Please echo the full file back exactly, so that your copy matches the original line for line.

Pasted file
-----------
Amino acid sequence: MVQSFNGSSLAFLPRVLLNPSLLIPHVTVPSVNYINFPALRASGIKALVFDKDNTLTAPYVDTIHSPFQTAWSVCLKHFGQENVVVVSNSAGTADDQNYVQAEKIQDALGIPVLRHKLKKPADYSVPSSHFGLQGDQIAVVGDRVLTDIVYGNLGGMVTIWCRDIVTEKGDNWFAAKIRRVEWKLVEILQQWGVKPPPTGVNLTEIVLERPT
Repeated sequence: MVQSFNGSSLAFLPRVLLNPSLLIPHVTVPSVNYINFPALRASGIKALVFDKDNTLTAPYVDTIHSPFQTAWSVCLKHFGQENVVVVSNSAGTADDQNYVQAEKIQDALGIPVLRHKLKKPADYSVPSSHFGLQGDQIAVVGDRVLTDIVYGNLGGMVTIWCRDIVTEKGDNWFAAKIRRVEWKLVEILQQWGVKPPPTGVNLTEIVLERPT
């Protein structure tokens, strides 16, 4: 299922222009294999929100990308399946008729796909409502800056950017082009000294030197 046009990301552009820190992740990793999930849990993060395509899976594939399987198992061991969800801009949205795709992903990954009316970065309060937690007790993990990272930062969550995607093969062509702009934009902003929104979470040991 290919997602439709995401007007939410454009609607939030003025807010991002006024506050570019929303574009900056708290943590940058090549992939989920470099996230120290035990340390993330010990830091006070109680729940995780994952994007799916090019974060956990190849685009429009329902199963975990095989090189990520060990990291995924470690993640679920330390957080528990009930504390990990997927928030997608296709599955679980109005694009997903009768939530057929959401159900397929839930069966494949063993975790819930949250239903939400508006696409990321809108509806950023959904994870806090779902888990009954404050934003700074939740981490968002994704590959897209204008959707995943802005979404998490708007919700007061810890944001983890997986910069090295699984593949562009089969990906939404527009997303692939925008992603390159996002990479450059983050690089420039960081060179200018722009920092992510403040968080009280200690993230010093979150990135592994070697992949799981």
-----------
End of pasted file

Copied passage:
Amino acid sequence: MVQSFNGSSLAFLPRVLLNPSLLIPHVTVPSVNYINFPALRASGIKALVFDKDNTLTAPYVDTIHSPFQTAWSVCLKHFGQENVVVVSNSAGTADDQNYVQAEKIQDALGIPVLRHKLKKPADYSVPSSHFGLQGDQIAVVGDRVLTDIVYGNLGGMVTIWCRDIVTEKGDNWFAAKIRRVEWKLVEILQQWGVKPPPTGVNLTEIVLERPT
Repeated sequence: MVQSFNGSSLAFLPRVLLNPSLLIPHVTVPSVNYINFPALRASGIKALVFDKDNTLTAPYVDTIHSPFQTAWSVCLKHFGQENVVVVSNSAGTADDQNYVQAEKIQDALGIPVLRHKLKKPADYSVPSSHFGLQGDQIAVVGDRVLTDIVYGNLGGMVTIWCRDIVTEKGDNWFAAKIRRVEWKLVEILQQWGVKPPPTGVNLTEIVLERPT
């Protein structure tokens, strides 16, 4: 299922222009294999929100990308399946008729796909409502800056950017082009000294030197 046009990301552009820190992740990793999930849990993060395509899976594939399987198992061991969800801009949205795709992903990954009316970065309060937690007790993990990272930062969550995607093969062509702009934009902003929104979470040991 290919997602439709995401007007939410454009609607939030003025807010991002006024506050570019929303574009900056708290943590940058090549992939989920470099996230120290035990340390993330010990830091006070109680729940995780994952994007799916090019974060956990190849685009429009329902199963975990095989090189990520060990990291995924470690993640679920330390957080528990009930504390990990997927928030997608296709599955679980109005694009997903009768939530057929959401159900397929839930069966494949063993975790819930949250239903939400508006696409990321809108509806950023959904994870806090779902888990009954404050934003700074939740981490968002994704590959897209204008959707995943802005979404998490708007919700007061810890944001983890997986910069090295699984593949562009089969990906939404527009997303692939925008992603390159996002990479450059983050690089420039960081060179200018722009920092992510403040968080009280200690993230010093979150990135592994070697992949799981």